Monday, August 07, 2006
80-20 Formula and ECM
The 80/20 rule is one of the most consistent (though baffling as to why it is consistent) formulas in existence. In ECM we have always looked at the 80% unstructured vs 20% structured data split. But that is a bastardization of the formula which is really more along the lines of 80% revenues to 20% of the players type deal.
Its been the case for some years now that the top 10 vendors take well over 80% of the ECM revenues, but it seems that even more consolidation is on the way. It is still not totally clear who is going to win the battle for Hummingbird, but OpenText appear to have the deal in hand at present. Of course I am biased toward OpenText as they are a fellow ECM firm with I believe a lot of synergies. But we/I do need to remember that Hummingbird is more than and ECM firm, with other product groups such as connectivity to think of. We shall see what happens there, but rumour has it that there are at least 2 other acquistions in the works elsewhere, so the consolidation continues.
But as the consolidation continues, I think it opens the doors for many more to enter. The big enterprise who have huge volumes of seats and complex workflow requirements will always typically go to the market leaders, but the success of open source WCM products shows us that there is still a vibrant sub market (much as Wired Editor Chris Anderson portrays in his Long Tail book) that is both profitable and sustainable, a sub market that is based on specialization to niches and sub niches.
However the issue with ECM is that everyone currently wants to be a suite vendor - and in the world of suites highly specialized vertical offerings are difficult to deliver and continue over time to support. What seems to be happening now is that the OS WCM model is starting to happen in more document and record centric tools (though to a smaller degree as this is a much more mature area), and its a trend I hope continues. However the market dynamics for document centric solutions is very different from Web Centric tools so quite how it will work out is a guess as much as anything.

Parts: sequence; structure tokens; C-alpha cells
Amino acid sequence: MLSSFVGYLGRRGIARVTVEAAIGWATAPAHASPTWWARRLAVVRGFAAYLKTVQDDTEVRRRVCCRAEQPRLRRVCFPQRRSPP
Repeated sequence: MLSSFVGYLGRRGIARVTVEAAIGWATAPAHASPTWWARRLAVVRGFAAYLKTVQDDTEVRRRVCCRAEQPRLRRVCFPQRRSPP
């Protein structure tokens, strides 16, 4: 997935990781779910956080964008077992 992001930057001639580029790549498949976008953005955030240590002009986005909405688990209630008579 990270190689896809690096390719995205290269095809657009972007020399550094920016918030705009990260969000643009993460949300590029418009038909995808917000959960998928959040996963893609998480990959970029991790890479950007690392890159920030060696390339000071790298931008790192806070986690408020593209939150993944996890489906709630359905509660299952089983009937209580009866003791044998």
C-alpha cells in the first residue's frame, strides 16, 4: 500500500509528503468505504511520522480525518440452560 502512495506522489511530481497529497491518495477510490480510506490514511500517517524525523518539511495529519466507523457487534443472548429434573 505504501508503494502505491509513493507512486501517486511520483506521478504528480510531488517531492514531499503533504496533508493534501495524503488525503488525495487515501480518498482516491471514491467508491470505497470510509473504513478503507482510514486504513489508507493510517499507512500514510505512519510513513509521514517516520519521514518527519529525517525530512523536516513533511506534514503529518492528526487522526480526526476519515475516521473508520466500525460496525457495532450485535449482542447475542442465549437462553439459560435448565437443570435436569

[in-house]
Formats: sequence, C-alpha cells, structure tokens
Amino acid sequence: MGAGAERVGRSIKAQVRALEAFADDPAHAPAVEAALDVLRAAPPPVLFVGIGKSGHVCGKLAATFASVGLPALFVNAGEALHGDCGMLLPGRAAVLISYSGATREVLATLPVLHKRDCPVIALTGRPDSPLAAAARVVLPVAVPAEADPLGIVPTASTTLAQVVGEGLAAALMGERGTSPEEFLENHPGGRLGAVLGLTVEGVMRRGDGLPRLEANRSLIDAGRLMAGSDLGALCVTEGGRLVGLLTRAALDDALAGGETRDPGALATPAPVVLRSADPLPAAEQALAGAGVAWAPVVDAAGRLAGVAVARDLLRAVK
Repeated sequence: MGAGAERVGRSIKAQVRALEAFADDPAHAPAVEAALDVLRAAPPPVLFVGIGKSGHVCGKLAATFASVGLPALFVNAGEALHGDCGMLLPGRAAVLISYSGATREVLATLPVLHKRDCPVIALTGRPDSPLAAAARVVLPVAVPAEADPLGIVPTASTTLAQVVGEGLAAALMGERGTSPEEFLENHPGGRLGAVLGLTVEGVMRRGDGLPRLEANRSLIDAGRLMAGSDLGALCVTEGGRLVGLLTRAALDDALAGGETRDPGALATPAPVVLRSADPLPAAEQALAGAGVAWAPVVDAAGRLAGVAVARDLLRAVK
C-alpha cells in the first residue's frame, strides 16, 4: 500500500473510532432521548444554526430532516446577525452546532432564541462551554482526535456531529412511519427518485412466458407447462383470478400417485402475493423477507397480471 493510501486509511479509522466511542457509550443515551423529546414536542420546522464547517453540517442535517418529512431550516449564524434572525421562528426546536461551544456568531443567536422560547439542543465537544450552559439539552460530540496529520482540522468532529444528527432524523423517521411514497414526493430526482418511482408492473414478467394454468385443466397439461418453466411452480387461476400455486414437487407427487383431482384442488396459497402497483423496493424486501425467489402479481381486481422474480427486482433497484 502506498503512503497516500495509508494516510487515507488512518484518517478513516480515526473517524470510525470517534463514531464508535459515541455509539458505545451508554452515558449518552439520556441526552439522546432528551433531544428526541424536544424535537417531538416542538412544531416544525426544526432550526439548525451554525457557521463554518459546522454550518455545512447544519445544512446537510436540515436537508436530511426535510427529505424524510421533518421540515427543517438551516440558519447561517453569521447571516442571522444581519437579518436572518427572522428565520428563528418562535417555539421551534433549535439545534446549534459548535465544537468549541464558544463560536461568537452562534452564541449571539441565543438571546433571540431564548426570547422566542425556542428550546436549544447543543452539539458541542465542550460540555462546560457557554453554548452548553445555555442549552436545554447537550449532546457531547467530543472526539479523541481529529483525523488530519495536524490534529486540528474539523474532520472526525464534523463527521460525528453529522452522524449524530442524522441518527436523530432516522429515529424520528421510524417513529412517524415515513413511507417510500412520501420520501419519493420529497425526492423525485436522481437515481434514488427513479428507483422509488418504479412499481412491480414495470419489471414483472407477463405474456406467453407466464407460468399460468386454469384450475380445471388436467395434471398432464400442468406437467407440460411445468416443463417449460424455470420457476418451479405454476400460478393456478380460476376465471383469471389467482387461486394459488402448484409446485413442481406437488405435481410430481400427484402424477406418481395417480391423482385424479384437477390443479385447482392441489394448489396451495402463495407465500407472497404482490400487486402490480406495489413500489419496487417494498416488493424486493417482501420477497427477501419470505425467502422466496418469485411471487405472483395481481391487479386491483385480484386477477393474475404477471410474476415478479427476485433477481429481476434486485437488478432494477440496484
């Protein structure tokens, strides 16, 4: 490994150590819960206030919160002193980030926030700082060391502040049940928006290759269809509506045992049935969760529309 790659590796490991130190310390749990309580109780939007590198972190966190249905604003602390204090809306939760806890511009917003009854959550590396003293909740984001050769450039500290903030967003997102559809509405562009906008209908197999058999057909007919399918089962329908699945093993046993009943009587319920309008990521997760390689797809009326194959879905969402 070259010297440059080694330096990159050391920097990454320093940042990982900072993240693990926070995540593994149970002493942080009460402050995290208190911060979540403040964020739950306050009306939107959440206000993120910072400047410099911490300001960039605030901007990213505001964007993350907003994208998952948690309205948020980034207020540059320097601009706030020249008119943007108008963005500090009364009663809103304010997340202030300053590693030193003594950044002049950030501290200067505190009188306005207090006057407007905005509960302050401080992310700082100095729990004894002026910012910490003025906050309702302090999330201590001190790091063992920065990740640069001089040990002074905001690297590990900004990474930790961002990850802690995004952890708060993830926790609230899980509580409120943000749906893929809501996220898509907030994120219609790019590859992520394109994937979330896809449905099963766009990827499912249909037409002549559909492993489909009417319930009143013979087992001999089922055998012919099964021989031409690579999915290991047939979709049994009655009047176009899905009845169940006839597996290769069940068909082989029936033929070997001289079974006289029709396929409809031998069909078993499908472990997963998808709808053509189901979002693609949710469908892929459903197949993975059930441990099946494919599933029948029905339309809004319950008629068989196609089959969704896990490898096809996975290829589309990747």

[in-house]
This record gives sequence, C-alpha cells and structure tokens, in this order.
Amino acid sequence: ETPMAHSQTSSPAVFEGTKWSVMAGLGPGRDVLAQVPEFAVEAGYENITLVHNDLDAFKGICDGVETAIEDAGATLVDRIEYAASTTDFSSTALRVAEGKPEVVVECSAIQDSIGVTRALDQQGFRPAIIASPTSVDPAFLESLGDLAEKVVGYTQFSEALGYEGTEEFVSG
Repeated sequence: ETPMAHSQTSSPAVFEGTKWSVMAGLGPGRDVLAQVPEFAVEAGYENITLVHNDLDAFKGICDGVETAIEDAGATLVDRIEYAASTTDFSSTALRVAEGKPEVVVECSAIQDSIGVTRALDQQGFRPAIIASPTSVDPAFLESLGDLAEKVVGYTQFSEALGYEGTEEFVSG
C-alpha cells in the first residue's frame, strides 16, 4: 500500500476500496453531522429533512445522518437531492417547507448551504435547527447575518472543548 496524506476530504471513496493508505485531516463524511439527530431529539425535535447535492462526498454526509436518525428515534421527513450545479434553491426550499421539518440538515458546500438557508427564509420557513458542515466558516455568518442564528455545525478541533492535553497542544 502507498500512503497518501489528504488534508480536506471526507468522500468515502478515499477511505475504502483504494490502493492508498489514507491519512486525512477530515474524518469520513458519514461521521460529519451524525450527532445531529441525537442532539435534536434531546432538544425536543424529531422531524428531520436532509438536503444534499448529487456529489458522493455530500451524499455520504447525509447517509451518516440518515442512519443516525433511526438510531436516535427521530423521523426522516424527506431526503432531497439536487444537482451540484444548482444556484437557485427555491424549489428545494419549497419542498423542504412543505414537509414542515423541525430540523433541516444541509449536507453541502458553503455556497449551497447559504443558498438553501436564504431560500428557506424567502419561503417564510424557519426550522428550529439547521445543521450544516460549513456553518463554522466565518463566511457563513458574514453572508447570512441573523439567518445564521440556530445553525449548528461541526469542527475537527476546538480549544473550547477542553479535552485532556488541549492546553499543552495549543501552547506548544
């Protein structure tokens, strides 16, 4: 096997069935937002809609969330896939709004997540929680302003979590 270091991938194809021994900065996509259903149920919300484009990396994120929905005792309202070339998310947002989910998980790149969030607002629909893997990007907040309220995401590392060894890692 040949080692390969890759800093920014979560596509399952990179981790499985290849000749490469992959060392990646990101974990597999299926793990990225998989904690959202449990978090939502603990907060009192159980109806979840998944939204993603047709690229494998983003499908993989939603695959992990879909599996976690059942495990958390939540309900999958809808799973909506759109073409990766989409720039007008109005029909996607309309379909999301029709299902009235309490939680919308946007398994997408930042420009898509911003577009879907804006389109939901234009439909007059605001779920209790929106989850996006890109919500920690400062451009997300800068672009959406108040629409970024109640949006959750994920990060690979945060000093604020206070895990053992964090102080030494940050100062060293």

Side note on Bangalore
Sometimes its the little things that really make an impact on you. The big things do to - like driving past the outdoor market each day and looking at the amazing mountains of bananas and oranges on display, alongside the vibrant flower garlands ready for the Lakshmi festival. But the little things hit you deeper at times.
We drove past lots of shops of course, and the thing that is most noticable is that even though open for business they often don't have their lights on. And never have their lights on if there are no customers inside the shop. Likewise if a scotter or motorbike is stopped even for a minute or so in a traffic jam the rider will turn the key and switch the machine off. I even noticed Apoorv do this in his car whilst on the way to lunch. In the week I counted 7 occasions when the electricity failed - and on a few occasions it seemed to me that I was the only one who noticed, everyone just carried on with whatever else till the back up kicked in.
Whether people consciously realize it or not, in India there is a recognition that power (be it gas or electricity) is a precious commodity - that it enhances life but is not neccesary for life.
How very different to our wasteful ways in the West - I have been stuck for 30mins plus regularly on my drive into Boston and cannot even start to imagine what abuse would be hurled at me were I to turn off the engine at each extended pause in the journey. I suspect if I did it two or three times in a row whilst plodding down Route 3, the police would pull me over.
You can look at this two ways - the people don't earn as much and the power supply is unreliable in India. Or alternatively (my way of viewing it) in India they have a more realistic and sensible attitude to precious resources and one that we may have to adopt sooner rather than later, whether we like it or not.